rule(b,b,c,b') rule(b,b,b,a') a' = b' ⋯ b c
-------------------------------------------------- .r ------
cell(x-1,t+1,⋯) cell(x,t+1,b') ⋯ b'
cell(x-1,t,⋯) cell(x,t,b) cell(x+1,t,c)
rule(b,b,c,b') rule(b,b,b,a') a' ≠ b' ⋯ b c
-------------------------------------------------- ..r ---------
cell(x-2,t+1,⋯) cell(x-1,t+1,a') cell(x,t+1,b') ⋯ a' b'
cell(x-1,t,a) cell(x,t,b) cell(x+1,t,⋯)
rule(a,b,b,b') rule(b,b,b,c') b' = c' a b ⋯
-------------------------------------------------- r. -------
cell(x,t+1,b') cell(x+1,t+1,⋯) b' ⋯
cell(x-1,t,⋯) cell(x,t,b) cell(x+1,t,c)
rule(a,b,b,b') rule(b,b,b,c') b' ≠ c' a b ⋯
-------------------------------------------------- r.. ---------
cell(x,t+1,b') cell(x+1,t+1,c') cell(x+2,t+1,⋯) b' c' ⋯
The effect of these additional rules is to cause the number of propositions about cells at time _t_ + 1 to increase by as many as two, relative to the number of those about cells at time _t_. This increase happens only when necessary: if a newly deduced end symbol is the same as those indicated by the previous `⋯` symbol, then we can safely omit it. Consequently, the proofs may grow without bound unless some additional finiteness constraint is imposed.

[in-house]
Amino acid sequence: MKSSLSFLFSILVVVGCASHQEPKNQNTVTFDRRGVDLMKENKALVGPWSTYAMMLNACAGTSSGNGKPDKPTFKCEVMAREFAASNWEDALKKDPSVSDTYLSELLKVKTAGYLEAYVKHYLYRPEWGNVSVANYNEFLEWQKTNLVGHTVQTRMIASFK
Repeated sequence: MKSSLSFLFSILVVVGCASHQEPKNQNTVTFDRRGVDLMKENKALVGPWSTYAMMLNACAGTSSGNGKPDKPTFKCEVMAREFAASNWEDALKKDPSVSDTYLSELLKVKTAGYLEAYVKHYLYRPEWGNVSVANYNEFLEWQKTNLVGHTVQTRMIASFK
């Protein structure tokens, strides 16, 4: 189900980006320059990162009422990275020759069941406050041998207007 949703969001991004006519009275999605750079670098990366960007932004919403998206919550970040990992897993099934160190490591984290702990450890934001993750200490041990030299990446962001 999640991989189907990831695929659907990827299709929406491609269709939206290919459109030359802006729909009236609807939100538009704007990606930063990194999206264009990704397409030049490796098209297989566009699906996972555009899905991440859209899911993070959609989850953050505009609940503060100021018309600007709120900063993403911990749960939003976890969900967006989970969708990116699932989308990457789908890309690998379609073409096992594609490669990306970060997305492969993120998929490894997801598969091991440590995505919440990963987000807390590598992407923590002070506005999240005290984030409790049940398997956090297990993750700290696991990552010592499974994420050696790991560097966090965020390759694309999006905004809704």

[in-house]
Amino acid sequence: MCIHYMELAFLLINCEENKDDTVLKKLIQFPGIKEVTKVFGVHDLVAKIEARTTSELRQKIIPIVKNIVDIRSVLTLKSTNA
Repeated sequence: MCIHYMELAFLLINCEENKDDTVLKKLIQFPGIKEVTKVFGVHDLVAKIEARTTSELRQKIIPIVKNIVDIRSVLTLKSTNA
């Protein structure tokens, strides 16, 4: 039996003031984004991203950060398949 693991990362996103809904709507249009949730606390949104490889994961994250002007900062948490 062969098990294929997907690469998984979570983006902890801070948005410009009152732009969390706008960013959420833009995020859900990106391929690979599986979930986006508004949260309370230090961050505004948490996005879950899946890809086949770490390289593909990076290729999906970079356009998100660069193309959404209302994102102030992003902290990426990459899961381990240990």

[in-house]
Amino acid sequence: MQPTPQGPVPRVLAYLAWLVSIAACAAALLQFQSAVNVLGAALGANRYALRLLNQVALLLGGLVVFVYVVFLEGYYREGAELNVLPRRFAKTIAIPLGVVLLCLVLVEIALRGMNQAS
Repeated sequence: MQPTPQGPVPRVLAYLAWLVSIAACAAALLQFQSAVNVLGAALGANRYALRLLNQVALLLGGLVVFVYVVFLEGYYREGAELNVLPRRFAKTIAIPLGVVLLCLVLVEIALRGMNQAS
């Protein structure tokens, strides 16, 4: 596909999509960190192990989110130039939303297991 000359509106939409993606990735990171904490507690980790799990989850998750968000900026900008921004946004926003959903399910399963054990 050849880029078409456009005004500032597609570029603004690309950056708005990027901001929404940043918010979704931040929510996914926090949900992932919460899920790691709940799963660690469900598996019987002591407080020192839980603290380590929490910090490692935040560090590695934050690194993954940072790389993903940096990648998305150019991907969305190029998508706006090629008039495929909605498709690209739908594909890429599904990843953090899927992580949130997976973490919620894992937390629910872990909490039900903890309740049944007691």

To keep proofs finite, it is sufficient to require for every newly deduced **cell**(_x_,_t_,_b_) that 0 ≤ _t_ ≤ _t__{max}, a maximum _temporal_ index, resulting in a trapezoid-shaped proof. Alternatively, we may impose minimum and maximum _spatial_ indices so that _x__{min} ≤ _x_ ≤ _x__{max}. The latter constraint brings the bottom of the diagram to a single point **cell**(_x_,_t__{max},_b_), the _meet_ or _infimum_ of the entire finite partial lattice. Because no cell states above the initial state at _t_ = 0 are given, the _join_ or _supremum_ may not be defined for all pairs of cells, although its location certainly exists in **Z** × **Z**, and it may sometimes be possible to infer hypothetical values of cells with 'negative _t_ indices' using backward deduction. For this model, the 'boundary' indices are set by NetLogo's `max-pycor`, `min-pxcor`, and `max-pxcor` variables, so that the diagrams always fit the display.